Nevertheless, I believe this is a serious misunderstanding of the nature of Christian service and love, since serving one’s family, or fulfilling some rather “ordinary” vocation or task, may be the very “highest” calling we will ever have, and by loving and serving our families, doing our work well, and serving a vocation, we are indeed fulfilling God’s calling and vocation for us. (In this text in Matt 10, Jesus was addressing those who would forsake or reject him for others, or for something else.) That is, it is not less spiritual to peel the potatoes at home than to do a short-term missions trip. There is also the commonly used phrase, “full-time Christian ministry” that indicates we have not moved past the medieval notions of the separation of sacred and secular. That doing “full-time ministry” is somehow a higher calling than everything else, and that it can even justify abandoning other human, familial, and vocational responsibilities has (inadvertently) caused much heart-ache in people’s lives in the history of the church.
In light of these matters, is such a thing as Christian asceticism possible, and is the idea truly oxymoronic? Historically, Christian’s have attempted to develop and practice various forms of asceticism, and they often drew on both pagan and Jewish forms, but today they draw most readily from Greek and Gnostic traditions.
“The prevalence of asceticism cannot be traced to a single source or motivation. Selective use of the canonical Gospels and Paul, the Stoic ideal of apatheia (“passionlessness”), Platonic dualism, the influence of Essene and other Jewish communal practices and the widespread ascetic impulse in serious circles in the Greco-Roman world all contributed. From no later than the mid-second century, the Protevangelium of James propagated reverence for Mary’s perpetual virginity.”
The important question is, can asceticism contribute to the sufficiency of Christ?
Our sufficiency is in Christ alone; there is nothing we can add to that sufficiency. Spiritual exercises and religious observations may be helpful in some practical ways (concentration and focus in prayer and worship), but ironically they become a serious hindrance to godliness whenever thought to be the path to a “higher spirituality” or spiritual qualifications before God. Very seriously, asceticism can also threaten a believer’s subjective assurance of the objective assurance they have in Christ’s sufficient grace. Works for righteousness always undermine our confidence in the all-sufficiency of Christ Jesus.
Indeed, there are so many movements and people and ideas that would take away from the full sufficiency of Christ, or that would add to the full sufficiency of Christ. These are probably the two most common temptations we sinners often fall for, being frequently restless and discontent and failing to grasp that Christ is absolutely sufficient in himself for us and our redemption, body and soul. There is nothing we can add to his all-sufficiency, but there are so many voices that call us to either diminish his sufficiency (unbelief, Liberalism, many world religions, etc.), or to add to his sufficiency by our own efforts (moralism, legalism, works, higher spirituality, super spirituality, etc.). This is what Paul was addressing at the church at Colossae:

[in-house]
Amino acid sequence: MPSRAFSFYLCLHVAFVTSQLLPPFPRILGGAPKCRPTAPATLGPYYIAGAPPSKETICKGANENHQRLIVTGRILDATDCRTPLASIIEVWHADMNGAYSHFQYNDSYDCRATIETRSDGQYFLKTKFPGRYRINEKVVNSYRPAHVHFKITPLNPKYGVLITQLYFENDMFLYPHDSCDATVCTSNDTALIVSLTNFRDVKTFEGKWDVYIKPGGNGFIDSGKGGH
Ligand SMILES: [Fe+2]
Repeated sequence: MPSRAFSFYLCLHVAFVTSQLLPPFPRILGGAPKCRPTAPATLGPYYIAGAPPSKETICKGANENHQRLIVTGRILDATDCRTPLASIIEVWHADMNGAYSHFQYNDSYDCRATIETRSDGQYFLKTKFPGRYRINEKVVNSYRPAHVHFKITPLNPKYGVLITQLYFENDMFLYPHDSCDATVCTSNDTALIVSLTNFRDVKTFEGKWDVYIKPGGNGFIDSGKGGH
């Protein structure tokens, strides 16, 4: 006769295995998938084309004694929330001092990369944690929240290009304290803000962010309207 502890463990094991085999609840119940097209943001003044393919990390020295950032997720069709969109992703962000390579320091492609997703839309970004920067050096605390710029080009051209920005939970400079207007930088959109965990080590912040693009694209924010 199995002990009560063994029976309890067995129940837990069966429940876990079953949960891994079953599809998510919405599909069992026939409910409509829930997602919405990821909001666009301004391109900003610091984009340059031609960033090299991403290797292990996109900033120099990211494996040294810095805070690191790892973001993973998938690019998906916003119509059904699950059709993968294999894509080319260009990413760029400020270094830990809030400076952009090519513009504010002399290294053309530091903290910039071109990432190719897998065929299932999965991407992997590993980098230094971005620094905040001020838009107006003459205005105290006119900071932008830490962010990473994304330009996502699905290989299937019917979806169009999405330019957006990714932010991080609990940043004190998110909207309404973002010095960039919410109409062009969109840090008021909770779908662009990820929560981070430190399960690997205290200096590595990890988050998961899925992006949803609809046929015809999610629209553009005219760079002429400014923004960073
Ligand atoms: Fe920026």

Col 2:8-10 See to it that no one takes you captive through philosophy and empty deception, according to the tradition of men, according to the elementary principles of the world, rather than according to Christ. 9 For in Him all the fullness of Deity dwells in bodily form, 10 and in Him you have been made complete, and He is the head over all rule and authority . .
In conclusion, all such unbiblical notions that diminish or add to the all-sufficiency of Christ in asceticism are completed contradicted and vanquished by the Incarnation and the Resurrection of Jesus, since in both God affirms the goodness of his creation and his purposes to resurrect the body of those he claims as his own people. This is why Paul condemns all those who say “do not handle, do not touch, do not taste” (Col 2:20-23), in order to curb one’s sinful heart, or to sanctify oneself, since these deprivations in themselves have no advantage, power, or value against sinful indulgence. In response to the various deprivations and denials for the higher spiritual life, Jesus said that it is not what goes into our mouths that is a danger, but what comes out of our hearts . . . (Mtt 15:11).
Jesus lived the perfect life for us, though tested and tempted, in the created world, in the flesh, and thus fulfilled in his life the Edenic ideals that Adam failed to accomplish. His power and Spirit alone can sanctify us in heart. Christ’s incarnation and resurrection are the proof that the new creation will be a glorious renewal of all that he has made and all that he has redeemed. And then we will come to fully understand that to be human in itself is to be fully “spiritual,” and it is in being human that we glorify him.
Ralph P. Martin and Peter H. Davids, Dictionary of the Later New Testament and Its Developments, electronic ed. (Downers Grove, IL: InterVarsity Press, 2000, c1997).
For pdf file click here: Quest for Spiritual Experience [through Asceticism]